Autism and Weather

Greetings Earthlings! 🙂

This week, I’d like to delve into an somewhat unusual subject- how weather impacts people with autism.

I know what you’re thinking, she’s run out of things to say so she’s falling back on Ireland’s favourite topic of conversation 😛

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Joking aside, while this might seem like a silly topic, weather can have a surprisingly significant effect on autists both psychologically and physiologically. Coping with the sensory impact of extreme weather conditions, the lack of predictability and issues with change, and routine disruptions surrounding seasonal weather transitions can all be overwhelming. Something so simple as an unexpected shower or a really hot day could potentially trigger a meltdown (have certainly come to the brink myself when I’ve been overheated on occasion- although granted this was often coupled with hunger or exhaustion 😛 ).

Thankfully, a life spent living in the highly unpredictable Irish climate where one often experiences all four seasons in a single day has made me immune to most fluctuations, but for many others the weather poses daily challenges.

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Sensory issues aside, many studies have noted some behavioural changes in autists under certain weather conditions. Research has found that autists are particularly susceptible to drops in atmospheric/barometric pressure i.e. the weight of air pressing down on us from the earth’s atmosphere. When pressure is high, we have dry, sunny weather; when pressure is low, rain and dark clouds. This drop in pressure results in a drop in blood oxygen levels. Consequently, the body adjusts heart rate and blood pressure to adapt to these changes which can interfere with brain activity. This often leads to mood swings, increased impulsivity and autists are more likely to indulge in destructive behaviours (especially for those with ADHD).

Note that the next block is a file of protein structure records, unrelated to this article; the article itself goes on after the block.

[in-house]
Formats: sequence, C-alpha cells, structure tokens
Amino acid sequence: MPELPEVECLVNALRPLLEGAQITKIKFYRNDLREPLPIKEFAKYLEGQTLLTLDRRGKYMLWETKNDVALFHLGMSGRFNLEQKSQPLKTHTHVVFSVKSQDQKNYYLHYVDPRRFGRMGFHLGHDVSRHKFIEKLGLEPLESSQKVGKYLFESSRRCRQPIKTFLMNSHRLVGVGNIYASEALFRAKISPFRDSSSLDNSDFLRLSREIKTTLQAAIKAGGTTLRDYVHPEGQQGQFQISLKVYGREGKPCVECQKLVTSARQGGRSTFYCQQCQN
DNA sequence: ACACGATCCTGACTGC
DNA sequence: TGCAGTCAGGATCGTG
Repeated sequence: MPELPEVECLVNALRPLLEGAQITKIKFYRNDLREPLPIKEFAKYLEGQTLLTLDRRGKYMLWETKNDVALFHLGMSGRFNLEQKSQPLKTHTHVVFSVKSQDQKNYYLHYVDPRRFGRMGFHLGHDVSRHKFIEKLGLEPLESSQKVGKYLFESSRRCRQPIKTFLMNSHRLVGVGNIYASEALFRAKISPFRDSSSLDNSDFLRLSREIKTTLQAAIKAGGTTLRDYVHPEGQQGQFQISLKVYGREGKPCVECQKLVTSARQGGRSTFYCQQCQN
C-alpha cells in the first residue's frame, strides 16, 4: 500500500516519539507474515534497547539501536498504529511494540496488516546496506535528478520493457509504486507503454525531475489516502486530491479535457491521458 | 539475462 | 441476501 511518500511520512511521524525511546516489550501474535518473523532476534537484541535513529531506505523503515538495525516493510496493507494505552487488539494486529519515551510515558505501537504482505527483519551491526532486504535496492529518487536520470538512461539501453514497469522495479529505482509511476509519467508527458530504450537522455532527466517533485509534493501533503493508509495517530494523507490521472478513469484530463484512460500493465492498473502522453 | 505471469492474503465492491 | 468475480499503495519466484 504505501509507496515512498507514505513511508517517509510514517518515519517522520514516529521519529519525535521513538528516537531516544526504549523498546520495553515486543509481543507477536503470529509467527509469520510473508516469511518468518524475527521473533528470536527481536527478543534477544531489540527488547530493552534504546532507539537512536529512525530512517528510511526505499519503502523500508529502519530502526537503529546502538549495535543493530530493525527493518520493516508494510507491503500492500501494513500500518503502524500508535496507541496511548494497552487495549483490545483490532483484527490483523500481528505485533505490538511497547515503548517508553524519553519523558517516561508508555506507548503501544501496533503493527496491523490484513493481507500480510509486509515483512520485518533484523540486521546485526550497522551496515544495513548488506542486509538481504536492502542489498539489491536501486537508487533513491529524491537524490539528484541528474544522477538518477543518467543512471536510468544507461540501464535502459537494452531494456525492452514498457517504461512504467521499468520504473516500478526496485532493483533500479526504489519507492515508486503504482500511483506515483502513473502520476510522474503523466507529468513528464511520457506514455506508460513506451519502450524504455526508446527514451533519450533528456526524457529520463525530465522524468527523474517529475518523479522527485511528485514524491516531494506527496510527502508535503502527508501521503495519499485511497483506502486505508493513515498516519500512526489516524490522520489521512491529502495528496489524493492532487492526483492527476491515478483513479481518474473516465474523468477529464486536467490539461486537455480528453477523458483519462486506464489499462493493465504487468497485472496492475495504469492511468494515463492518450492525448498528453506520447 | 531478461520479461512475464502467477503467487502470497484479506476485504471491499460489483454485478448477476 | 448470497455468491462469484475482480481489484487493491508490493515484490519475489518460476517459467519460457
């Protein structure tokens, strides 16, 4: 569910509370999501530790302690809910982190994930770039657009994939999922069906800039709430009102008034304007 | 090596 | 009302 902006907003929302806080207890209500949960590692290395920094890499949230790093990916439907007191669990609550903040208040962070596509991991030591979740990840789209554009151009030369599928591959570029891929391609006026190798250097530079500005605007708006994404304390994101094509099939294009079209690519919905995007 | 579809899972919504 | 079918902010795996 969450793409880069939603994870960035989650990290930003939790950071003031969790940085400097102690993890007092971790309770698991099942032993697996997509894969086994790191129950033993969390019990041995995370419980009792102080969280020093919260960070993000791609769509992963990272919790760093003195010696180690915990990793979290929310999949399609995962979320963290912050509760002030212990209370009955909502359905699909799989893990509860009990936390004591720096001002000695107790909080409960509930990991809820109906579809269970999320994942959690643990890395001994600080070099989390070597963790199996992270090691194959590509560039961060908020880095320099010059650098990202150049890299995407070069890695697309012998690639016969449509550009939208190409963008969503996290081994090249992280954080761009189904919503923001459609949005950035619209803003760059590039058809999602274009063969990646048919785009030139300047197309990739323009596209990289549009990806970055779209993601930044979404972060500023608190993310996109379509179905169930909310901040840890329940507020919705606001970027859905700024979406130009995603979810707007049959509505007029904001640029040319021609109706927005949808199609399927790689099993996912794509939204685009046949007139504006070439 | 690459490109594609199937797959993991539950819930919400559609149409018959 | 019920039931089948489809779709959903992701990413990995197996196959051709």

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In addition to this, if you’re anything like me, drops in barometric pressure may also make you very sleepy and sluggish due to the fluctuations in brain oxygen levels (nice to know why taking naps has become somewhat of a pastime in recent weeks staring up at a perpetually wet and grey sky 😛 ).

There’s no clear reason why low pressure impacts autists more than neurotypicals, but given that our brains are wired differently, pressure related fluctuations in brain activity are bound to have more of an impact. Moreover, given the impact of deep pressure stimulation and it’s calming effect on the autistic nervous system, perhaps this could explain why our brains go a little bit crazy in response to drops in atmospheric pressure.

Hope you enjoyed this post dear Earthlings! 🙂

Have a lovely weekend!

Aoife

Autism and Hair

Greetings Earthlings! 😀

This week, I’d like to talk about the topic of autism and hair. Don’t worry, this isn’t going to be a weird post about people with autism having an excessive amount of hair or something!😂

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Hair can however be a an issue for autists on a sensory level when it comes to getting a haircut and is also tied to many behavioural issues.